How do you find a Puerto Rico charity you can trust?
Act 60 Investors (and many Act 22 Investors) are required to make annual donations to qualifying Puerto Rico non-profits. Our clients often ask if there are particular PR charities that we endorse, and after some consideration of many worthy non-profits, we are pleased to endorse Tech My School.
Did you realize that the Puerto Rico labor laws are different in many key ways than in the mainland US? They are substantially more labor-friendly than you might expect. If you own or are starting a Puerto Rico business and have employees in PR, it’s very important to understand these key differences.
Additionally, there have been changes to these laws. Some have favored the employer, but some more recent changes, just passed in June of 2022, are more beneficial to employees.
Some key points
Puerto Rico labor laws are based on “right to work” rather than the “at will” employment in the mainland.
Employees in PR must be paid a Christmas bonus.
Paid vacations, sick leave, and government holidays are dictated by law.
Employment can begin under a probationary period of up to 3 months (which can be extended for up to another 3 months if you get permission from the PR Department of Labor).
Should you need to terminate an employee for cause, it’s important to show a history backing this up.
We had scheduled a webinar on this topic which incorporated the PR labor law changes enacted last year, but a new change is causing us to delay this webinar. A court connected to PROMESA recently declared the new laws void, and the results of this are still being worked out. We will reschedule the webinar once more details become available.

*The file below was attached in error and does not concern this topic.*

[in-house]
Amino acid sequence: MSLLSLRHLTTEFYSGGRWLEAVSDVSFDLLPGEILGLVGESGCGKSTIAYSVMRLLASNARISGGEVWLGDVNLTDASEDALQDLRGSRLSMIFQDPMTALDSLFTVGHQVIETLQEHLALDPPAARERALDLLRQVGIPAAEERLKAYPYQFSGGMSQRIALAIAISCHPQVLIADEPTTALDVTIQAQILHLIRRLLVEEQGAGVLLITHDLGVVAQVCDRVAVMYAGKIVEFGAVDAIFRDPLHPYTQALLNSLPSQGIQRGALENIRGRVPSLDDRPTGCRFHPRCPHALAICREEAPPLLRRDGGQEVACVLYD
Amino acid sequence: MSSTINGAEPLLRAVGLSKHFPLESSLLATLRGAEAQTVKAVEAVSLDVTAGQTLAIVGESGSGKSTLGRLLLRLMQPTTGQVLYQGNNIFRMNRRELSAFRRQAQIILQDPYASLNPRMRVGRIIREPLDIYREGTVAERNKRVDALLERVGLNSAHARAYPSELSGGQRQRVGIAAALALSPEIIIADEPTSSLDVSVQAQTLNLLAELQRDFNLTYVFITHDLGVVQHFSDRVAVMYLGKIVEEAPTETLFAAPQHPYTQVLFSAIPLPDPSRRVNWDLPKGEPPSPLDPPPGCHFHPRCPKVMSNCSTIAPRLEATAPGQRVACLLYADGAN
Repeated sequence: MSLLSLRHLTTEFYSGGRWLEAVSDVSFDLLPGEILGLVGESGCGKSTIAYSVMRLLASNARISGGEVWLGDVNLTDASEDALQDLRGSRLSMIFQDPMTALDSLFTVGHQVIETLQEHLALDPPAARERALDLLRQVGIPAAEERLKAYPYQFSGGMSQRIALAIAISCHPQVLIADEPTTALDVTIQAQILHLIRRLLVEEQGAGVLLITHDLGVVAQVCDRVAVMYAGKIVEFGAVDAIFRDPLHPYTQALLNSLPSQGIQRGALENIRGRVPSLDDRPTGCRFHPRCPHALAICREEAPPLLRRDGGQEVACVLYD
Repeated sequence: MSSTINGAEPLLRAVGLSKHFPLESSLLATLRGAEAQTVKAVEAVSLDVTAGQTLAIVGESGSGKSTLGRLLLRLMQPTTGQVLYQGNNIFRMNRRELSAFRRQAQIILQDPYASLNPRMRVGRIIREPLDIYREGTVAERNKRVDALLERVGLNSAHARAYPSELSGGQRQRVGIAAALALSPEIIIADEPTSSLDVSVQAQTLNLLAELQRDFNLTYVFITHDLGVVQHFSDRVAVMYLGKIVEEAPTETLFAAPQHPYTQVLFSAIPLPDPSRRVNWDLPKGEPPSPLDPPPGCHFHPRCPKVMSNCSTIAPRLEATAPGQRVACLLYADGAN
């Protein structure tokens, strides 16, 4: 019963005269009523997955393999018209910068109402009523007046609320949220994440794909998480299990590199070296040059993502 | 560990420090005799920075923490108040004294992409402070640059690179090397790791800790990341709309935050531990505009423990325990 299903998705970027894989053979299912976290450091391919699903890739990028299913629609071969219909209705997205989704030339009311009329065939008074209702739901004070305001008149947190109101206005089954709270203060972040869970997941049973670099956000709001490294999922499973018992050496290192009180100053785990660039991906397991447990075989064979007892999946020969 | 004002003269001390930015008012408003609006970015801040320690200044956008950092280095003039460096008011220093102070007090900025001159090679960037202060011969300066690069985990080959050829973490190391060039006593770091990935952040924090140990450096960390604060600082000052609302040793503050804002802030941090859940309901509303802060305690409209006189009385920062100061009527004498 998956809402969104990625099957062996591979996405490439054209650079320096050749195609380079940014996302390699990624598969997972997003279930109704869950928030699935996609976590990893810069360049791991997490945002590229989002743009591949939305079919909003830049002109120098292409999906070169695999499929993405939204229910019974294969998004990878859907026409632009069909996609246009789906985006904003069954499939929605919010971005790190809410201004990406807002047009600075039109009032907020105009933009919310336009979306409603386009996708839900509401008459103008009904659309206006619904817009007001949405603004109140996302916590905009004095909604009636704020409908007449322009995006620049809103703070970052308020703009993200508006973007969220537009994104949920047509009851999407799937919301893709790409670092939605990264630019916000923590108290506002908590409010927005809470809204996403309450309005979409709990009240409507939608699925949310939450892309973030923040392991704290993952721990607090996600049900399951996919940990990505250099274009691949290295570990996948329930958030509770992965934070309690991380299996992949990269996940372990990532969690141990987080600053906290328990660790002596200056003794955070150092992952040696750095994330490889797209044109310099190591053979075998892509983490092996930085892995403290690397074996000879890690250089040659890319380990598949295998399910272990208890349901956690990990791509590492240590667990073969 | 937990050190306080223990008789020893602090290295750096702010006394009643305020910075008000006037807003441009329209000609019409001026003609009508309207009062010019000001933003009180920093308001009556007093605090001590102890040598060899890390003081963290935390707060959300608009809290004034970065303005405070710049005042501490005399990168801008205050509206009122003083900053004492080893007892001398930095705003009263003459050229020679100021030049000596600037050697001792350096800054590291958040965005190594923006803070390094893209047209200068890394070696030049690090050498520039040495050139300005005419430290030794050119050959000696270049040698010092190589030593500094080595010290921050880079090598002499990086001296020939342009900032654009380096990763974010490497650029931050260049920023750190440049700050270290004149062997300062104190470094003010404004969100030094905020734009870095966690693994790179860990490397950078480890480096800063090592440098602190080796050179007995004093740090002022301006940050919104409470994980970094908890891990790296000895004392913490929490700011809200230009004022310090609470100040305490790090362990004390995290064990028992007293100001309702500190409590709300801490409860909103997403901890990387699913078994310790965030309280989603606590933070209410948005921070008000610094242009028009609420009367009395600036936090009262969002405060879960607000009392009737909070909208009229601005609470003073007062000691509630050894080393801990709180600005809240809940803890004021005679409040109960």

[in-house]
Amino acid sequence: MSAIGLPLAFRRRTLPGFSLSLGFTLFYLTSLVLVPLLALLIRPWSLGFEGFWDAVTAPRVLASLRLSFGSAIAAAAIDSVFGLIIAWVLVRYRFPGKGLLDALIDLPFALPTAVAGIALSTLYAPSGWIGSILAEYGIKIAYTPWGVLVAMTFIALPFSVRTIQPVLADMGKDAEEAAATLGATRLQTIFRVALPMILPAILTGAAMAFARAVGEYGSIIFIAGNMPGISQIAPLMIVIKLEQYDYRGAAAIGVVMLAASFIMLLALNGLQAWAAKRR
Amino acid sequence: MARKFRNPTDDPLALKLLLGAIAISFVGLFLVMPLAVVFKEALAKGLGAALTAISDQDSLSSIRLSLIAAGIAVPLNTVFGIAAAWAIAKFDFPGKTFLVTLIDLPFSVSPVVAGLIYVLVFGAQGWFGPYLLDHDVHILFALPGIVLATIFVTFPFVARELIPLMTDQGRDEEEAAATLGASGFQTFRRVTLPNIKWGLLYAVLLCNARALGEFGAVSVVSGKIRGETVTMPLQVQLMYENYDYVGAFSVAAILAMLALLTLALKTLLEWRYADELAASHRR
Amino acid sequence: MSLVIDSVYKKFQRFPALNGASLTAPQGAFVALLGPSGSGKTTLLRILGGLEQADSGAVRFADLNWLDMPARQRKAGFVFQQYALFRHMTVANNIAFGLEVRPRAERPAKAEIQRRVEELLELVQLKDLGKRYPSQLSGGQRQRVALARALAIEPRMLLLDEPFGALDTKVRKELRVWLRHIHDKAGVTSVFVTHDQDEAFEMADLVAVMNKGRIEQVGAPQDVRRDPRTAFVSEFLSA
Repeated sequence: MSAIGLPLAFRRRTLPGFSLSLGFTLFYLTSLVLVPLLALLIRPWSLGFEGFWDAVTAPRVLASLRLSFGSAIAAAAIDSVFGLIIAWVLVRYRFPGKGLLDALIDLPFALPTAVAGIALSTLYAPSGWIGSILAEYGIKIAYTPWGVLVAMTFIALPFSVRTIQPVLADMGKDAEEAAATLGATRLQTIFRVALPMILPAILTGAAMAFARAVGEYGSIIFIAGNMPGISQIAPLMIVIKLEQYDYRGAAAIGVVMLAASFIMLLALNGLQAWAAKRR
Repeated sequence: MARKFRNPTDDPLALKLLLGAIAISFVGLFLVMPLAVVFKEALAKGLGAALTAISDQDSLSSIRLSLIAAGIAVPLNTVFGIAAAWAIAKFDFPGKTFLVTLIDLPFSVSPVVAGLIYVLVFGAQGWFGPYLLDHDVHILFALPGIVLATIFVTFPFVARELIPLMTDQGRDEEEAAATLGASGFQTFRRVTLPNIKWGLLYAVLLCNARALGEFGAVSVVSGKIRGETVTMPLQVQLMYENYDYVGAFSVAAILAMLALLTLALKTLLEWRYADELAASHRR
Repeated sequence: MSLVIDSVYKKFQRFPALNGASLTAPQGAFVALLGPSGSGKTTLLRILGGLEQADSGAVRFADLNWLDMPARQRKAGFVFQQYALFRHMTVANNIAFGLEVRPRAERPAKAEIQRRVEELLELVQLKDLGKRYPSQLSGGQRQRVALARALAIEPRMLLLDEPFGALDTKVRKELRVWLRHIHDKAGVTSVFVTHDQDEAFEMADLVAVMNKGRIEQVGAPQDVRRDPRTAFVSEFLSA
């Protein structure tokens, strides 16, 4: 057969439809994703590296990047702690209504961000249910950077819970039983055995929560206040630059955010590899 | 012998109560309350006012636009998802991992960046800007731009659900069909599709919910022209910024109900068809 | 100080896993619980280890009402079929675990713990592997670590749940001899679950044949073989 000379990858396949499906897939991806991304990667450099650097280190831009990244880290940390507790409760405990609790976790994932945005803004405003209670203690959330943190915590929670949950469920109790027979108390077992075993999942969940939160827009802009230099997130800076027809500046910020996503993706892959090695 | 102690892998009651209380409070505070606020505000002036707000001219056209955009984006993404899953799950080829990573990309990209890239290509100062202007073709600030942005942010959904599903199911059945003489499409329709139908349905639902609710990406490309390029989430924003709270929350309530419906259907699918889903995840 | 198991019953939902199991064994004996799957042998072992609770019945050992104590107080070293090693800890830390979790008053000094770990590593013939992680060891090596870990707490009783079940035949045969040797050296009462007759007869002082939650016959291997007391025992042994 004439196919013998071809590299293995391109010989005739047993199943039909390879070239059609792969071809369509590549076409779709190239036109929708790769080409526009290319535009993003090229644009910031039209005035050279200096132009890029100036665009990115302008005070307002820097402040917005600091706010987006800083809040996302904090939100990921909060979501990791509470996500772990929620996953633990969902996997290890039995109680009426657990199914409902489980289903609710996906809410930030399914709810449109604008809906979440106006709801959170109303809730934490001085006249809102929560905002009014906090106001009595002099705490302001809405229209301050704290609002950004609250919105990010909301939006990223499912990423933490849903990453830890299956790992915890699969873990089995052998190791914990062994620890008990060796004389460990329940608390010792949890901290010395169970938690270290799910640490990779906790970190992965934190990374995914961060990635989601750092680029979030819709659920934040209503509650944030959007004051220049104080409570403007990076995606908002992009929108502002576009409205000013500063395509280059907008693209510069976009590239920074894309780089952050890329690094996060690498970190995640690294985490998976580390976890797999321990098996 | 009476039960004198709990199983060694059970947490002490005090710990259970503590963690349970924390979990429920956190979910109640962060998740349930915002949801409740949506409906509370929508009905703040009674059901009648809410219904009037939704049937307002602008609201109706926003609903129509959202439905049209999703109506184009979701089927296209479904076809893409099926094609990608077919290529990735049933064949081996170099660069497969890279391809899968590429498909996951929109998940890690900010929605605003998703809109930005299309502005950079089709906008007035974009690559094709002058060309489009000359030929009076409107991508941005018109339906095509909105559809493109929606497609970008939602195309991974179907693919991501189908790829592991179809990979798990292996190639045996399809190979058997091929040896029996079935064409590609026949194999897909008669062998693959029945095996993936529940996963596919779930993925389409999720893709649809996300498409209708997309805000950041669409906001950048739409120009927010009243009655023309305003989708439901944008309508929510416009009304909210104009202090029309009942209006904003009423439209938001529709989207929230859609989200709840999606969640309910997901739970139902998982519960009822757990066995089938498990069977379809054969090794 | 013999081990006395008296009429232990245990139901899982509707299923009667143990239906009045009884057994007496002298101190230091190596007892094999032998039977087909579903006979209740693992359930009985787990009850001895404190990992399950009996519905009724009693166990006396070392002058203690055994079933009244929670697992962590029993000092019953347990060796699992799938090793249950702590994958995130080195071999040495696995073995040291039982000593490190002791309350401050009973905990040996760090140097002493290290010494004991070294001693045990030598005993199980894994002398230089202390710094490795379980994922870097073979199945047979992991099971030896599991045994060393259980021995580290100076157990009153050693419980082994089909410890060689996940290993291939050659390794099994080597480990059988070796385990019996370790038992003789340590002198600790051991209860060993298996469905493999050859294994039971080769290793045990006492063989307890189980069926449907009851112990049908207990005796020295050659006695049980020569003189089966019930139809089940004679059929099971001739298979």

Establishing legal, “bona-fide” residency is the first step in a successful strategy to take advantage of Puerto Rico’s tax incentives. Maintaining it ongoing is also critical! Should you be audited and found to not be in compliance with the Puerto Rico residency requirements, you could be subject to significant back taxes and penalties.
Even if you have already moved to Puerto Rico, you may be at risk of not be fully compliant with the Puerto Rico residency requirements. The IRS is staffing up to focus more on audits of Puerto Rico residents. It is more important than ever to ensure your strategy is sound and that you’re sticking to it.
It is fairly easy to comply with the rules for Puerto Rico residency. Invest a little time in educating yourself, and then check now and then to ensure you are maintaining this all-important part of your tax reduction strategy.
Questions – How to Become a Bona Fide Resident of Puerto Rico
We recently co-hosted a free webinar with an experienced CPA firm, to explain in more detail how to stay compliant with the residency rules so that your PR tax breaks can continue. If you missed it, you can click here to download the PDF and we do intend to schedule a replay in the future.
The webinar discussed topics such as:
What is the minimum you need to do to first establish Puerto Rico residency?
Are there exceptions to the 183-day rule?
Can I keep a house outside of Puerto Rico and still be a legal PR resident?
What happens if the IRS audits you and finds you not to be a bona fide resident of Puerto Rico?
Is there a way to “game the system”? Why is this risky?
What are the benefits of moving to PR?
Does moving to PR automatically mean I will pay lower taxes?
Puerto Rico is a land of economic opportunity, endless beaches, a rich culture, and friendly people. The weather is amazing year-round, and Puerto Rico offers many beautiful and safe places to live. Let us help you discover the many benefits and joys that life in Puerto Rico has to offer!